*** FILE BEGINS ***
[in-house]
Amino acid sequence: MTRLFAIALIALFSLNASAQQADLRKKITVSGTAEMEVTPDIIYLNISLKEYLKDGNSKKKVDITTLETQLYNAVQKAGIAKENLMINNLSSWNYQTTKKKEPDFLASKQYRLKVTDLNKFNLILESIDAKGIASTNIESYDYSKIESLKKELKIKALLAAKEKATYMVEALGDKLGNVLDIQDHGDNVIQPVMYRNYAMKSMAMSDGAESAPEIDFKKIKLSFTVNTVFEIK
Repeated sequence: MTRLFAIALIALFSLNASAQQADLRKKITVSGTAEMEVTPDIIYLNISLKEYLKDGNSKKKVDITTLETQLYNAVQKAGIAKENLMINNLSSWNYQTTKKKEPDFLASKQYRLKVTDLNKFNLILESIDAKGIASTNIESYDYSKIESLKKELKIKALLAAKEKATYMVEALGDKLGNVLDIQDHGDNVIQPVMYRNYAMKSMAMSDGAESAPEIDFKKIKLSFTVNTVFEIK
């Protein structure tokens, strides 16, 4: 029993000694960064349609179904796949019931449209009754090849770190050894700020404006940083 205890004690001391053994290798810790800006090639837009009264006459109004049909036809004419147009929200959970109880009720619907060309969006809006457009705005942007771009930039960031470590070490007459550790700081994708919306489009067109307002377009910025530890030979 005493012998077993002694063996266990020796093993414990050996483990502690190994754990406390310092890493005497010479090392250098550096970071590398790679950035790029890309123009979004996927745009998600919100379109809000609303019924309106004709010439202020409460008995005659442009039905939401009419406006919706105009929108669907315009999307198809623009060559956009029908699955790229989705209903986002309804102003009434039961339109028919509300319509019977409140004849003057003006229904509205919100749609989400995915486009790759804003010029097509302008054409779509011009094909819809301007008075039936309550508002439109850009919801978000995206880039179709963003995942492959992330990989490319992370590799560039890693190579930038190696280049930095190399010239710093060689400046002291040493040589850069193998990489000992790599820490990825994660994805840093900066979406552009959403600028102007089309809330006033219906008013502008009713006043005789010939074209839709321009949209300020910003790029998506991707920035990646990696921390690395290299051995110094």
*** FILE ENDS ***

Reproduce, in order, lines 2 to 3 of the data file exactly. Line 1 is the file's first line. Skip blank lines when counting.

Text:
Amino acid sequence: MTRLFAIALIALFSLNASAQQADLRKKITVSGTAEMEVTPDIIYLNISLKEYLKDGNSKKKVDITTLETQLYNAVQKAGIAKENLMINNLSSWNYQTTKKKEPDFLASKQYRLKVTDLNKFNLILESIDAKGIASTNIESYDYSKIESLKKELKIKALLAAKEKATYMVEALGDKLGNVLDIQDHGDNVIQPVMYRNYAMKSMAMSDGAESAPEIDFKKIKLSFTVNTVFEIK
Repeated sequence: MTRLFAIALIALFSLNASAQQADLRKKITVSGTAEMEVTPDIIYLNISLKEYLKDGNSKKKVDITTLETQLYNAVQKAGIAKENLMINNLSSWNYQTTKKKEPDFLASKQYRLKVTDLNKFNLILESIDAKGIASTNIESYDYSKIESLKKELKIKALLAAKEKATYMVEALGDKLGNVLDIQDHGDNVIQPVMYRNYAMKSMAMSDGAESAPEIDFKKIKLSFTVNTVFEIK